CDC has been transformed in much of its dealings into an investor in profitable projects that just happen to be located in developing nations. In addition, it has managed to deliver handsome salaries and payoffs for its partners and executives that cannot possibly correspond to any benefit they have given the people and businesses they are supposed to be serving. These payouts may not be on the Sir Fred the Shred scale but they are by any standards excessive nevertheless. The recently reported salary of the current chief executive of nearly a million pounds is not the first example of such excess and rip off.

Previously the BBC reported on how CDC invested in a “shoppertainment” complex in Lagos, Nigeria, and in a well-funded solar panel manufacturer in New Delhi. These projects do not sound like the kind of projects the CDC is supposed to be involved in. CDC is supposed to be setting a standard for investing in poor countries but its portfolio of investments has been described by a city accountant as “low risk”. This is not what the Commonwealth Development Corporation was set up for. It was not supposed to operate as a private equity company.

Furthermore, as we try to dig deeper we find that the operations of CDC are shrouded in secrecy. Its partners do not give interviews (except when hauled before select committees), it has countless subsidiaries whose accounts are not available for  public scrutiny, and many of these subsidiaries are located in well recognised tax havens, so depriving the nations in which it invests of much needed tax revenues.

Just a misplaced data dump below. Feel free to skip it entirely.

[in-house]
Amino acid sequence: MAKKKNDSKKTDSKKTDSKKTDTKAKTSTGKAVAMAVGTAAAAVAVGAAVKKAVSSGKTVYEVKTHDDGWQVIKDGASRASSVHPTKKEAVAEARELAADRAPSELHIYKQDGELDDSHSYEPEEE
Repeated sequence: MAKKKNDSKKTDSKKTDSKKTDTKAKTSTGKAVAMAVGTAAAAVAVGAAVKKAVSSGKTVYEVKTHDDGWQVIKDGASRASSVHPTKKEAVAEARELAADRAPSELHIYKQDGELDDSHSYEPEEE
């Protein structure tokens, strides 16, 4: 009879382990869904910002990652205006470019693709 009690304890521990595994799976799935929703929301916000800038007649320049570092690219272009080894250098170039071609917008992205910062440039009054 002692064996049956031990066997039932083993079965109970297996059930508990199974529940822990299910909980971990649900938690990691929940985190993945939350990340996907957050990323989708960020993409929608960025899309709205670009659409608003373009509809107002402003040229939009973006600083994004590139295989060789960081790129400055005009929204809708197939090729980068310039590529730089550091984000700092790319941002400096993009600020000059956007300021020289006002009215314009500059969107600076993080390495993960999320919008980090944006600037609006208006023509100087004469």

Going beyond that, money was siphoned off by executive in the creation in 2004 of a subsidiary called Actis. Actis occupies a penthouse office suite overlooking the Thames and was set up entirely using taxpayers’ money. It was sold to the CDC partners for £370,000. This has turned out to be pretty much of a knocked down price as the shares are now worth £2.3 million. The setting up of Actis was strangely timed to coincide with the CDC partners receiving a bonus that comfortably exceeded the acquisition price and so millions of pounds of tax payers money was transferred to the partners without their contributing a penny.

CDC and Actis have been subject to the “light touch” regulation so liked by Gordon Brown and New Labour and consequently public accountability has been almost non-existent. It is only thanks to the diligence of the Public Accounts Committee and the BBC that their operations have at least been brought to the public’s attention. (This, incidentally remind us of just how important these institutions are as part of the system of checks and balances that we have.)

It must be a fundamental principle of Civic Republicanism that we view our own well being and prosperity intimately linked with that of all nations rich and poor. The sad descent of the Commonwealth Development Office into at worst a money spinning exercise for its partners and at best an indirect channel for benefiting poorer nations is part and parcel of the descent of standards of morality and virtue in the running of the nation that is such a familiar story in the day to day news we see on television and in the other media.

If we continue as we are, we are, surely, without exaggeration, on the road to hell. We have to try to rediscover our basic humanity – a humanity, lest we forget, we share with all. The original Commonwealth Development Office was surely not perfect but it was only possible to create it when the assumptions about where our true interests really lie were altogether different from what they are today.

The Commonwealth Development Office is a reminder of where we have come from. Its demise a reminder of how much we have to do.



What is happening now of interest to Civic Republicanism